An ancient aqueduct near Troy is being restored, with hopes of attracting tourists.

Scholars searching for clues to Cleopatra’s appearance find conflicting data in Roman coins, Egyptian relief, and imperial propaganda.

Elaine Sullivan has created a 3D model of Saqqara that allows the viewer to jump through time to see the cemetery in different eras.

The BBC reports on ancient businesswomen involved in trade between Assur and Kanesh.

Covid-19 has led to an increase in looting of ancient sites in Iraq (6-min video).

You don’t have to wait until your next visit to the Edomite capital of Bozrah (Busayra) to view the new signs erected describing the temple, palace, and fortifications.

The world’s first hanging obelisk has been installed in the Grand Egyptian Museum.

The Acropolis Museum of Athens is the first museum in Greece to be fully digitized.

A portion of the imperial garden of Caligula’s palace in Rome is opening this spring to visitors.

New: Landscapes of Survival: The Archaeology and Epigraphy of Jordan’s North-Eastern Desert and Beyond, edited by Peter M.M.G. Akkermans (hardback, paperback, ebook, or read online for free)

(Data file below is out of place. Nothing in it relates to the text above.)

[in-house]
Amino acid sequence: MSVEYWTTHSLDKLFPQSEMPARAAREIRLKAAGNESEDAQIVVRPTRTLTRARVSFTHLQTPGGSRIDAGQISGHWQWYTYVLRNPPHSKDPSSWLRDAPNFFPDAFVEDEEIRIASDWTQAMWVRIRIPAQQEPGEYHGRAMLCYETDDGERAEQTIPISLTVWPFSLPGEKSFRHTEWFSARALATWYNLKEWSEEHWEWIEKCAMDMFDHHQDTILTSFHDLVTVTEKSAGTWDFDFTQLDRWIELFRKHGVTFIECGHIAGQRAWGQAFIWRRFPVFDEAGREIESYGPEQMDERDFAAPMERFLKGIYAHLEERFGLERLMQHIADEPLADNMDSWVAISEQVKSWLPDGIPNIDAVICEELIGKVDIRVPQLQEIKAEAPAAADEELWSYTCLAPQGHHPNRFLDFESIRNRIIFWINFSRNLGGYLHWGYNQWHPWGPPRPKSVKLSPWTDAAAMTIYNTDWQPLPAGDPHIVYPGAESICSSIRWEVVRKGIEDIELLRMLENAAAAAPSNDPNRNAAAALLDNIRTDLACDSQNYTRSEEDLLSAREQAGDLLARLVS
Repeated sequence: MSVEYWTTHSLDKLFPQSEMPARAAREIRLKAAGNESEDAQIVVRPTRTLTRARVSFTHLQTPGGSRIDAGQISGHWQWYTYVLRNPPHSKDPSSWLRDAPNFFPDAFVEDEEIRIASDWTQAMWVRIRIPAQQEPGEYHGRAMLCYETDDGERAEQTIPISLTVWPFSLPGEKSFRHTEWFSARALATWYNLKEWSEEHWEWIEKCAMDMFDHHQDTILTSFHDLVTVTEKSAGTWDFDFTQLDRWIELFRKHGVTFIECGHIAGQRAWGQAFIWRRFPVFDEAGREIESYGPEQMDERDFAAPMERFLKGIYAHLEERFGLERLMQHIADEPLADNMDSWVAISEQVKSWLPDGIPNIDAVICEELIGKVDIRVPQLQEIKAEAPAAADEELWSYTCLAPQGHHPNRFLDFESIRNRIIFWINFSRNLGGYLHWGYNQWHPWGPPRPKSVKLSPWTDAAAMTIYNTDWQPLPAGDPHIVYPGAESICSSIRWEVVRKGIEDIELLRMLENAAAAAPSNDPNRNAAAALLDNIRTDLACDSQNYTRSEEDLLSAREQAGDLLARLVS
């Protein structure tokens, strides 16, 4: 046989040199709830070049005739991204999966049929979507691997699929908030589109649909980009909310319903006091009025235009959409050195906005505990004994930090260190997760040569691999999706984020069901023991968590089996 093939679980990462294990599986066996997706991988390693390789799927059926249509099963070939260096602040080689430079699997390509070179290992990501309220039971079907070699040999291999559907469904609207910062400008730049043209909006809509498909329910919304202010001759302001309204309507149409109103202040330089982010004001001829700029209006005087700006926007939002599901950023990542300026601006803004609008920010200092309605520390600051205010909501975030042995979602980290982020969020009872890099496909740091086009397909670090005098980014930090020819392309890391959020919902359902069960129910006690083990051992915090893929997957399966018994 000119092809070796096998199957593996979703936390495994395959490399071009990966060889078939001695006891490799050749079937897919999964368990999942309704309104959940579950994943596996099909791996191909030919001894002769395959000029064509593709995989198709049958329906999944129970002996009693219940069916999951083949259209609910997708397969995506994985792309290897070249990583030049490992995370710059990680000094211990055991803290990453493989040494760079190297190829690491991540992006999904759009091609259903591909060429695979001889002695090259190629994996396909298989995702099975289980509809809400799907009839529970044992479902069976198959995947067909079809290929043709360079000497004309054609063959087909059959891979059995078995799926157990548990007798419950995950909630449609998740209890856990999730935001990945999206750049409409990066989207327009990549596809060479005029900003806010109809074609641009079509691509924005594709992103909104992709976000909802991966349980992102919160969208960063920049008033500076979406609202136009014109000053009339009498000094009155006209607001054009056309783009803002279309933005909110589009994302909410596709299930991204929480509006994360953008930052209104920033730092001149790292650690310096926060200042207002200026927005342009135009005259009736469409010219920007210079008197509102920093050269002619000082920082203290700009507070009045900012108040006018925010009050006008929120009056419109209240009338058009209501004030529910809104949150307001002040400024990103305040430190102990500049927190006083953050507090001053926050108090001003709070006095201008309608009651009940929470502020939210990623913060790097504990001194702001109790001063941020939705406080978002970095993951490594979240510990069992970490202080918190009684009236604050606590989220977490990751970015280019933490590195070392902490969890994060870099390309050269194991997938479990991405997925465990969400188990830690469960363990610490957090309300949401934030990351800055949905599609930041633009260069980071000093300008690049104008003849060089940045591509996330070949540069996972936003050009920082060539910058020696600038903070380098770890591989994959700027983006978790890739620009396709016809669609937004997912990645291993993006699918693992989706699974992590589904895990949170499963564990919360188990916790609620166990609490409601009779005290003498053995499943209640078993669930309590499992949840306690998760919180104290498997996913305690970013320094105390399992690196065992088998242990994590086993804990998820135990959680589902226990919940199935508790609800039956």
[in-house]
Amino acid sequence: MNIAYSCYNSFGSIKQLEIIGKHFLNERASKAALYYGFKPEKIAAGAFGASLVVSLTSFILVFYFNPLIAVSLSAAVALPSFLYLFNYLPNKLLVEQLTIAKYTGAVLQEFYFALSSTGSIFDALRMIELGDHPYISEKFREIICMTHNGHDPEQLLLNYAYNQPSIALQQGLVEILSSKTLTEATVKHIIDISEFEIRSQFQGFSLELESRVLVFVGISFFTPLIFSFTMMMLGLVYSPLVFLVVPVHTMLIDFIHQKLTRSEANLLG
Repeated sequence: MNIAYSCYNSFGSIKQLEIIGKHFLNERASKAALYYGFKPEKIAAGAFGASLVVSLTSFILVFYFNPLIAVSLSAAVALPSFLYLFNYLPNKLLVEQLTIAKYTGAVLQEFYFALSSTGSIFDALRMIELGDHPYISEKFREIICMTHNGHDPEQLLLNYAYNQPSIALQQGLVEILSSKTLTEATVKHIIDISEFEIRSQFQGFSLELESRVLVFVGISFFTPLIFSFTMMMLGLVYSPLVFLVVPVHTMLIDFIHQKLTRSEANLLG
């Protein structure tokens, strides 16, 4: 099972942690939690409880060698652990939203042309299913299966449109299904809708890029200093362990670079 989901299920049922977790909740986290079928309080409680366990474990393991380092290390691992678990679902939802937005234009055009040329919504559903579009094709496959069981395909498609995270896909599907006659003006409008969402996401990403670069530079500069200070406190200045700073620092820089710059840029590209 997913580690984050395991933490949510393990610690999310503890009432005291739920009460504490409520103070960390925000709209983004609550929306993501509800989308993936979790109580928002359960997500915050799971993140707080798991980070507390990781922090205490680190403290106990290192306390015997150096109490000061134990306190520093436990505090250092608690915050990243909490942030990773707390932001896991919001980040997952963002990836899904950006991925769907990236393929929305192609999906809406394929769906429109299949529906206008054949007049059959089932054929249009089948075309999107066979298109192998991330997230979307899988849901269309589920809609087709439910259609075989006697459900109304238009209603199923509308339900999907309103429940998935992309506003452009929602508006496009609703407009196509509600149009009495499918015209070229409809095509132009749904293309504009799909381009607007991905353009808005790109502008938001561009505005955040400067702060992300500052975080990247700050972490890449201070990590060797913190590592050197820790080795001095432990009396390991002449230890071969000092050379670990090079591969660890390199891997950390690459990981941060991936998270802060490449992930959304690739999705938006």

In an interview on Jan 26, Katie Chin, Acquisitions Editor at Brill Publishers, will talk about why she accepts or rejects manuscripts, and about practical tools for increasing scholars’ chances of being published. Attendance is free but registration is required.

This new archaeological biography on Darius the Great provides background, photographs, and archaeological discoveries to illuminate the life of one of the most important rulers of Persia.

HT: Agade, Joseph Lauer, A.D. Riddle, Arne Halbakken, Explorator, Alexander Schick

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Analysis of soil from Herod’s palace garden in Jericho reveals that he raised “lush bonsai versions of pines, cypresses, cedars, olives and other trees.”

There is more here about the police bust of a major antiquities ring in central Israel.

Israel21c runs an interesting piece on the value and conservation of ancient mosaics in Israel.

With the mines removed, worshipers were able to celebrate Epiphany near the Jordan River for the first time in more than 50 years.

Roger D. Isaacs adds to the lists of top 10 Bible discoveries of 2020.